This is a partial transcript from "Hannity & Colmes," August 12, 2005, that has been edited for clarity.
ALAN COLMES, CO-HOST: Well, we're 29 months away from the next New Hampshire primary. People are already talking, for example, and some polls are coming out. The American Research Group released a poll yesterday that shows Arizona Senator John McCain leading the Republican field with 39 percent. But look who's making his move into second place, FOX News' own Newt Gingrich. So how does a former speaker of the House and author of the book, "Winning the Future," celebrate this big news? By visiting Iowa, of course.
This is getting a little suspicious, Mr. Gingrich. What has you in that fine state this evening?
NEWT GINGRICH, FORMER SPEAKER OF THE HOUSE: Well, let my say, first of all, it's great to be with you and Ollie. And I agree with Ollie. You've got yourself a pretty good partner here this evening.
COLMES: That's always true, yes.
GINGRICH: I'm going to go tomorrow to the state fair here to see the butter cow. There's also a butter Tiger Woods this year and there's a butter tiger. And then we're going to do a book signing for a couple of hours and, you know, chat with people and talk to folks at the fair.
It's the biggest day of the year at the fair, and they think they may have as many as 125,000 people.
COLMES: Let me ask you a question. Iowa is a beautiful state. Very nice this time of year, by the way. Were there not an Iowa Caucus or primary, would you be there now?
GINGRICH: Well, you never can tell. But I think it's fair to say, and I've been very open with folks around the state that, because I think the 2008 campaign should be about big ideas and big solutions, the two best places in the country to talk about that are Iowa and New Hampshire, because they do have a huge impact on, what do voters ask the candidates, what do voters talk to reporters about?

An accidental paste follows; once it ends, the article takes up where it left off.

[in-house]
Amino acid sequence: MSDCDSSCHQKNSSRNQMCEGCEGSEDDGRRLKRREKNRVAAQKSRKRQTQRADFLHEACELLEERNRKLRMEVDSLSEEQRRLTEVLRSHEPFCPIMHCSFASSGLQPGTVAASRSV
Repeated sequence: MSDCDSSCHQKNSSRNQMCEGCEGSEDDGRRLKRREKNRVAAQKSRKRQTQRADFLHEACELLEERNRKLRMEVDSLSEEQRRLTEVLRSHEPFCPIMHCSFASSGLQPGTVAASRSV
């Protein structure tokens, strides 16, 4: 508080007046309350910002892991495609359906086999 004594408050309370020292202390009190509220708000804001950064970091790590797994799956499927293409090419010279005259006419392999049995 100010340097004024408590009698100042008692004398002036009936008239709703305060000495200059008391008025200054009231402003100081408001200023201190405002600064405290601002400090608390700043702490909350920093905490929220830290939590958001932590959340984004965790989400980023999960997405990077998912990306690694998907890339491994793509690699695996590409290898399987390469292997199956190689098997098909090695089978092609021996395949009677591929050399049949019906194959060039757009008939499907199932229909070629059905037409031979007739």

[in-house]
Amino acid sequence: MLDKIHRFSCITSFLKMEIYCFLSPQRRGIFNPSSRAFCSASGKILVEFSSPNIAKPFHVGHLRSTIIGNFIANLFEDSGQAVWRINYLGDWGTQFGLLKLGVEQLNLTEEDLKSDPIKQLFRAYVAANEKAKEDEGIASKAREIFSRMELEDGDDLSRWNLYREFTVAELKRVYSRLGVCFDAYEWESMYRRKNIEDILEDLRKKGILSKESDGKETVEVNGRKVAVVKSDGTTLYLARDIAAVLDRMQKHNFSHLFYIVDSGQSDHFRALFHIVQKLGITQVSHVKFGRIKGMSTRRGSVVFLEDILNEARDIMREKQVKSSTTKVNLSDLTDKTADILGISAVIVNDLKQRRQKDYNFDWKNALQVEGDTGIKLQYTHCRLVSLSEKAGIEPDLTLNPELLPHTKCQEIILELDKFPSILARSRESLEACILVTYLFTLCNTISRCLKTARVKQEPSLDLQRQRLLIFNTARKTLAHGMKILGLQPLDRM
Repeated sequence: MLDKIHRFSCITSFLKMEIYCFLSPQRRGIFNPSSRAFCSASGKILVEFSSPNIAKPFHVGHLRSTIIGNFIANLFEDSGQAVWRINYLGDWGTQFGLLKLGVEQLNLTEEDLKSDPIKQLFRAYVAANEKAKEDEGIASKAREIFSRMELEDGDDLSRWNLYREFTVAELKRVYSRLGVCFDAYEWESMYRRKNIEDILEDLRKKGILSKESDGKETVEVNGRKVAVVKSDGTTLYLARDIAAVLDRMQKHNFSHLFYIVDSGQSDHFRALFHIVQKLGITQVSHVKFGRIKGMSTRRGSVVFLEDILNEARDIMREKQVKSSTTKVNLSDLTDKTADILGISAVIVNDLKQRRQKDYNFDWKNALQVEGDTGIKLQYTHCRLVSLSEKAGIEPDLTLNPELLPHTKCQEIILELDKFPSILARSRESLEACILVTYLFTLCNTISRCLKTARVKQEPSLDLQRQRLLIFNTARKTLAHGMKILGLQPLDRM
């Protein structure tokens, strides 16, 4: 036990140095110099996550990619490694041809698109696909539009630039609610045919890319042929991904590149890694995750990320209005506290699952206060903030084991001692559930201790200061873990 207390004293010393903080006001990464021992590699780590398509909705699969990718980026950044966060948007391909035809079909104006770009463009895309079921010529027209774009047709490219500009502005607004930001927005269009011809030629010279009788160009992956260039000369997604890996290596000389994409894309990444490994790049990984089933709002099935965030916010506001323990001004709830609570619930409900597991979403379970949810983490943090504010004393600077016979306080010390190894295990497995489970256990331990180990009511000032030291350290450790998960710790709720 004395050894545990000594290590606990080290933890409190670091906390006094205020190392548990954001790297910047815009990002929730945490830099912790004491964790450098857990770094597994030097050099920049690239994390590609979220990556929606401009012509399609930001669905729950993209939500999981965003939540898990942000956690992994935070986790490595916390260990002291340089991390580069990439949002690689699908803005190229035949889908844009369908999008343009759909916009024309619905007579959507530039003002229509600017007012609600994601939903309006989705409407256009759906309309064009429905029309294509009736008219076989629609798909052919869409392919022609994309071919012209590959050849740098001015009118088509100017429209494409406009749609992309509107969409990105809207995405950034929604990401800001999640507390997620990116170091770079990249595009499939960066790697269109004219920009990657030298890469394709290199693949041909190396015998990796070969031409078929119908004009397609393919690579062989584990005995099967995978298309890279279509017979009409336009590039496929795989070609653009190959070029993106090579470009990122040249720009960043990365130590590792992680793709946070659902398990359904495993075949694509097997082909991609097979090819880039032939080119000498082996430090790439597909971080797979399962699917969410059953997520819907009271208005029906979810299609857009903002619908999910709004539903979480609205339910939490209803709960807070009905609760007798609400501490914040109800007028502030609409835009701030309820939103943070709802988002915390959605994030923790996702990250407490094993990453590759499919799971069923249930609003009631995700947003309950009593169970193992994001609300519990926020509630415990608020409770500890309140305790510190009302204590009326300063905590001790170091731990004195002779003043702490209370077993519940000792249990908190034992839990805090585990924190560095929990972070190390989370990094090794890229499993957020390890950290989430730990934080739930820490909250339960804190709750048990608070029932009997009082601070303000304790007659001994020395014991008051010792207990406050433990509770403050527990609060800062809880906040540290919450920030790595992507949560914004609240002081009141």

And Iowa plays, along with New Hampshire, the two decisive roles in sort of setting the stone for whether or not we're going to have a big election of 2008 about big solutions or we're going to have a trivial solution about, you know, 30-second attack ads, and whose consultant is clever, and all that stuff.
COLMES: Now, before we talk about Judge Roberts, which we want to do, you've been criticized by some on the right for cozying up, they say, to Hillary Clinton. You've worked with her on health care. You seem like you have a good working relationship.
Does this have anything to do with an upcoming '08 election perhaps, or do you two just like each other?
GINGRICH: No, look, Senator Clinton and I agree that, if you go to electronic health records, if you go to using modern information technology, we might be able to save as many as 100,000 Americans every year. That's the Institute of Medicine's estimate of how many people might be saved.
And we believe, if you could save 100,000 Americans by doing smart things with information technology, that there's no conservative or liberal fight, there's no Democrat or Republican fight, there's just a chance here, as Americans, to work together and get something done.
And I frankly will defend that anywhere in the country, to have some senior leaders who are willing to put the country first.
COLMES: Do you like her?
GINGRICH: I think she's a very competent, very hard-working, very tough person. And I think no Republican should underestimate how serious she is.
COLMES: All right. Ollie's going crazy. But he'll be up in just a second.
Let's talk about Judge Roberts here for a moment. And let's talk about how he has worked, you know, pro bono on behalf of a gay rights group, and helped fight for their equal rights, some would say special rights, but not Judge Roberts.
It also came out yesterday that he defended Playboy magazine, something to do with the Telecommunications Act of 1996. And they were fighting scrambling of cable channels. And he fought and won for them.
You know, if a liberal judge did this, conservatives would be going a little crazy about it.
GINGRICH: That's not true.
COLMES: So what do you say about Judge Roberts taking these positions for these clients?
GINGRICH: Alan, first of all, what you just said is just plain not true.
COLMES: What's not true?
GINGRICH: Well, when, in fact, a nominee to the Supreme Court happened to be the ACLU lawyer who had written an article saying that she thought that prostitution ought to be legalized, it was not used by a single conservative when she came up for nomination.